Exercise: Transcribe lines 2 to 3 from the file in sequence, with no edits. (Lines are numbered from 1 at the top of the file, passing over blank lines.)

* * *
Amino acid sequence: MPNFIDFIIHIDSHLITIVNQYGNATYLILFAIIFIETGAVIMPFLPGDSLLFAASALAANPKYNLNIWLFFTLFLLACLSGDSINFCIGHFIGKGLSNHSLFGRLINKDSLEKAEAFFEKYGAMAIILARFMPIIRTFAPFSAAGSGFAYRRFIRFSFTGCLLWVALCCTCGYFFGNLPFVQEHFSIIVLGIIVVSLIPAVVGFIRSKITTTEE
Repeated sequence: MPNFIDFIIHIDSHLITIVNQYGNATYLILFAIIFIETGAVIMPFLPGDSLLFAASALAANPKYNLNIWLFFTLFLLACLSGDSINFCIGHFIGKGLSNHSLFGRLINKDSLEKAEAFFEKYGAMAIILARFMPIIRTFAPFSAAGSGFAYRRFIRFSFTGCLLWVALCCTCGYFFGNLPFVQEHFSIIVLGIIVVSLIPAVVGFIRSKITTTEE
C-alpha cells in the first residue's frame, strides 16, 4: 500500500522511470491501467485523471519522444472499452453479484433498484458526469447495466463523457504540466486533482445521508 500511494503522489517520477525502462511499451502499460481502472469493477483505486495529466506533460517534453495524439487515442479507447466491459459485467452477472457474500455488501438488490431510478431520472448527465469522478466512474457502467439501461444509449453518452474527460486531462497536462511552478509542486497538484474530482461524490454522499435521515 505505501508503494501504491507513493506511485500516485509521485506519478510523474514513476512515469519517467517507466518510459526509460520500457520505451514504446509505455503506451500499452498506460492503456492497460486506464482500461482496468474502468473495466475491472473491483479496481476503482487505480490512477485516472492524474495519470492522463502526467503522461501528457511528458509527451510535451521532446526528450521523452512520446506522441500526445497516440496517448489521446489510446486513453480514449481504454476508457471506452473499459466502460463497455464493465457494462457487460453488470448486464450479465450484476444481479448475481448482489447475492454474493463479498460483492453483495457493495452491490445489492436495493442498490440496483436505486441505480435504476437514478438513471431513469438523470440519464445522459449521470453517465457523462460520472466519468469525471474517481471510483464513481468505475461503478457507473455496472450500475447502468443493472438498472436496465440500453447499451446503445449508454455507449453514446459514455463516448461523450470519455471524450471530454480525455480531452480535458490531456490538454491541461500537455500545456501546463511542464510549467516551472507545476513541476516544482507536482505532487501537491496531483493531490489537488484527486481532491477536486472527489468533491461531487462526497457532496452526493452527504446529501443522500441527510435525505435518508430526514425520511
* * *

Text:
Repeated sequence: MPNFIDFIIHIDSHLITIVNQYGNATYLILFAIIFIETGAVIMPFLPGDSLLFAASALAANPKYNLNIWLFFTLFLLACLSGDSINFCIGHFIGKGLSNHSLFGRLINKDSLEKAEAFFEKYGAMAIILARFMPIIRTFAPFSAAGSGFAYRRFIRFSFTGCLLWVALCCTCGYFFGNLPFVQEHFSIIVLGIIVVSLIPAVVGFIRSKITTTEE
C-alpha cells in the first residue's frame, strides 16, 4: 500500500522511470491501467485523471519522444472499452453479484433498484458526469447495466463523457504540466486533482445521508 500511494503522489517520477525502462511499451502499460481502472469493477483505486495529466506533460517534453495524439487515442479507447466491459459485467452477472457474500455488501438488490431510478431520472448527465469522478466512474457502467439501461444509449453518452474527460486531462497536462511552478509542486497538484474530482461524490454522499435521515 505505501508503494501504491507513493506511485500516485509521485506519478510523474514513476512515469519517467517507466518510459526509460520500457520505451514504446509505455503506451500499452498506460492503456492497460486506464482500461482496468474502468473495466475491472473491483479496481476503482487505480490512477485516472492524474495519470492522463502526467503522461501528457511528458509527451510535451521532446526528450521523452512520446506522441500526445497516440496517448489521446489510446486513453480514449481504454476508457471506452473499459466502460463497455464493465457494462457487460453488470448486464450479465450484476444481479448475481448482489447475492454474493463479498460483492453483495457493495452491490445489492436495493442498490440496483436505486441505480435504476437514478438513471431513469438523470440519464445522459449521470453517465457523462460520472466519468469525471474517481471510483464513481468505475461503478457507473455496472450500475447502468443493472438498472436496465440500453447499451446503445449508454455507449453514446459514455463516448461523450470519455471524450471530454480525455480531452480535458490531456490538454491541461500537455500545456501546463511542464510549467516551472507545476513541476516544482507536482505532487501537491496531483493531490489537488484527486481532491477536486472527489468533491461531487462526497457532496452526493452527504446529501443522500441527510435525505435518508430526514425520511